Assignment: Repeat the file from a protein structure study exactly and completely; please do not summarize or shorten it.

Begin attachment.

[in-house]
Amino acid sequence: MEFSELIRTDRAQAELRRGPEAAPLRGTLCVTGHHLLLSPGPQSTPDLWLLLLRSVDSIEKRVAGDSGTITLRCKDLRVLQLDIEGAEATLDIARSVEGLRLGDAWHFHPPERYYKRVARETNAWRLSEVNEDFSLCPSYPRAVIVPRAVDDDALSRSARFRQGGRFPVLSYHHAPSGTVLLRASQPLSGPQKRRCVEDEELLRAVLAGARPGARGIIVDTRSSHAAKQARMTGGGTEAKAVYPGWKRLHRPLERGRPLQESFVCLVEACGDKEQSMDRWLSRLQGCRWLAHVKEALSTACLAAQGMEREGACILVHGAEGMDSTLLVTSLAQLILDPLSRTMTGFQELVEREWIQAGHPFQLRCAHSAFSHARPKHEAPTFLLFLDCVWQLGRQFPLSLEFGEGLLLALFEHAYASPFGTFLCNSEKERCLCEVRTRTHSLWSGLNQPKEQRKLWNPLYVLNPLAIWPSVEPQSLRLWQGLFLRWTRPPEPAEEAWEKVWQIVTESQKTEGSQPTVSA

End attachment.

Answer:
[in-house]
Amino acid sequence: MEFSELIRTDRAQAELRRGPEAAPLRGTLCVTGHHLLLSPGPQSTPDLWLLLLRSVDSIEKRVAGDSGTITLRCKDLRVLQLDIEGAEATLDIARSVEGLRLGDAWHFHPPERYYKRVARETNAWRLSEVNEDFSLCPSYPRAVIVPRAVDDDALSRSARFRQGGRFPVLSYHHAPSGTVLLRASQPLSGPQKRRCVEDEELLRAVLAGARPGARGIIVDTRSSHAAKQARMTGGGTEAKAVYPGWKRLHRPLERGRPLQESFVCLVEACGDKEQSMDRWLSRLQGCRWLAHVKEALSTACLAAQGMEREGACILVHGAEGMDSTLLVTSLAQLILDPLSRTMTGFQELVEREWIQAGHPFQLRCAHSAFSHARPKHEAPTFLLFLDCVWQLGRQFPLSLEFGEGLLLALFEHAYASPFGTFLCNSEKERCLCEVRTRTHSLWSGLNQPKEQRKLWNPLYVLNPLAIWPSVEPQSLRLWQGLFLRWTRPPEPAEEAWEKVWQIVTESQKTEGSQPTVSA